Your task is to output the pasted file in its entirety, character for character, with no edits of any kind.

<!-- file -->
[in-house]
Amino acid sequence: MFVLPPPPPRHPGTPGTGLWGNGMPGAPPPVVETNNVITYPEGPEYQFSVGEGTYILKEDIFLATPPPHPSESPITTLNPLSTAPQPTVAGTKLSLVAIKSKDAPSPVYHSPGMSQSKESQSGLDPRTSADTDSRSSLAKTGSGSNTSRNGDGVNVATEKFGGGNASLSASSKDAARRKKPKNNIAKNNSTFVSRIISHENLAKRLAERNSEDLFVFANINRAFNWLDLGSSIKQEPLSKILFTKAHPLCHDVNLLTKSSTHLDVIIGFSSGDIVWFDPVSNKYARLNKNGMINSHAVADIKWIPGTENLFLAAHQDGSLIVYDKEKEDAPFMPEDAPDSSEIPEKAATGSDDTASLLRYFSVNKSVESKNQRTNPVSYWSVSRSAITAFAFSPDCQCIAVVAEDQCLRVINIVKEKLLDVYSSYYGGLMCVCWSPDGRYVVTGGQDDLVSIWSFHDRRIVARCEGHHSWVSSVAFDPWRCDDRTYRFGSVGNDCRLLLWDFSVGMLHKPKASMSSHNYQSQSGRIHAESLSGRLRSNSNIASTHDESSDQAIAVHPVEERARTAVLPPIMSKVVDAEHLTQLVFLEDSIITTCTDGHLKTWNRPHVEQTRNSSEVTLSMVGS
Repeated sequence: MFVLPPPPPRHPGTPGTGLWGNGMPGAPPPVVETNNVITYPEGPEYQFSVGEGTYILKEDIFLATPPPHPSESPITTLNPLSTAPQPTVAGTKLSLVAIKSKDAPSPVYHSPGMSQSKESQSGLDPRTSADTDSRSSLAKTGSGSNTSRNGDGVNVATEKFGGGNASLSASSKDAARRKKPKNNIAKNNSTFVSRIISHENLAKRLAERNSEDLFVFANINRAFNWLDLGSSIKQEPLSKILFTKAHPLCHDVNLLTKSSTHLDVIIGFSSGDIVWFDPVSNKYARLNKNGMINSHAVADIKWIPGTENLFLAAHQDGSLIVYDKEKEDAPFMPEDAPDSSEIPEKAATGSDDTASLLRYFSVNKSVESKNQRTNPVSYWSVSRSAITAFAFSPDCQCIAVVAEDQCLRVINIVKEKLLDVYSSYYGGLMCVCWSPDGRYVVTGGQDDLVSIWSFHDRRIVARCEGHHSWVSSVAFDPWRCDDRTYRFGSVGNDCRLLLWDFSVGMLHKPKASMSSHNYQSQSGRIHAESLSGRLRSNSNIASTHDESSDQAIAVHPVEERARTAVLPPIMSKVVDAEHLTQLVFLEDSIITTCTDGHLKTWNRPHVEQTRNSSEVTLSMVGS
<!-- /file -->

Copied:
[in-house]
Amino acid sequence: MFVLPPPPPRHPGTPGTGLWGNGMPGAPPPVVETNNVITYPEGPEYQFSVGEGTYILKEDIFLATPPPHPSESPITTLNPLSTAPQPTVAGTKLSLVAIKSKDAPSPVYHSPGMSQSKESQSGLDPRTSADTDSRSSLAKTGSGSNTSRNGDGVNVATEKFGGGNASLSASSKDAARRKKPKNNIAKNNSTFVSRIISHENLAKRLAERNSEDLFVFANINRAFNWLDLGSSIKQEPLSKILFTKAHPLCHDVNLLTKSSTHLDVIIGFSSGDIVWFDPVSNKYARLNKNGMINSHAVADIKWIPGTENLFLAAHQDGSLIVYDKEKEDAPFMPEDAPDSSEIPEKAATGSDDTASLLRYFSVNKSVESKNQRTNPVSYWSVSRSAITAFAFSPDCQCIAVVAEDQCLRVINIVKEKLLDVYSSYYGGLMCVCWSPDGRYVVTGGQDDLVSIWSFHDRRIVARCEGHHSWVSSVAFDPWRCDDRTYRFGSVGNDCRLLLWDFSVGMLHKPKASMSSHNYQSQSGRIHAESLSGRLRSNSNIASTHDESSDQAIAVHPVEERARTAVLPPIMSKVVDAEHLTQLVFLEDSIITTCTDGHLKTWNRPHVEQTRNSSEVTLSMVGS
Repeated sequence: MFVLPPPPPRHPGTPGTGLWGNGMPGAPPPVVETNNVITYPEGPEYQFSVGEGTYILKEDIFLATPPPHPSESPITTLNPLSTAPQPTVAGTKLSLVAIKSKDAPSPVYHSPGMSQSKESQSGLDPRTSADTDSRSSLAKTGSGSNTSRNGDGVNVATEKFGGGNASLSASSKDAARRKKPKNNIAKNNSTFVSRIISHENLAKRLAERNSEDLFVFANINRAFNWLDLGSSIKQEPLSKILFTKAHPLCHDVNLLTKSSTHLDVIIGFSSGDIVWFDPVSNKYARLNKNGMINSHAVADIKWIPGTENLFLAAHQDGSLIVYDKEKEDAPFMPEDAPDSSEIPEKAATGSDDTASLLRYFSVNKSVESKNQRTNPVSYWSVSRSAITAFAFSPDCQCIAVVAEDQCLRVINIVKEKLLDVYSSYYGGLMCVCWSPDGRYVVTGGQDDLVSIWSFHDRRIVARCEGHHSWVSSVAFDPWRCDDRTYRFGSVGNDCRLLLWDFSVGMLHKPKASMSSHNYQSQSGRIHAESLSGRLRSNSNIASTHDESSDQAIAVHPVEERARTAVLPPIMSKVVDAEHLTQLVFLEDSIITTCTDGHLKTWNRPHVEQTRNSSEVTLSMVGS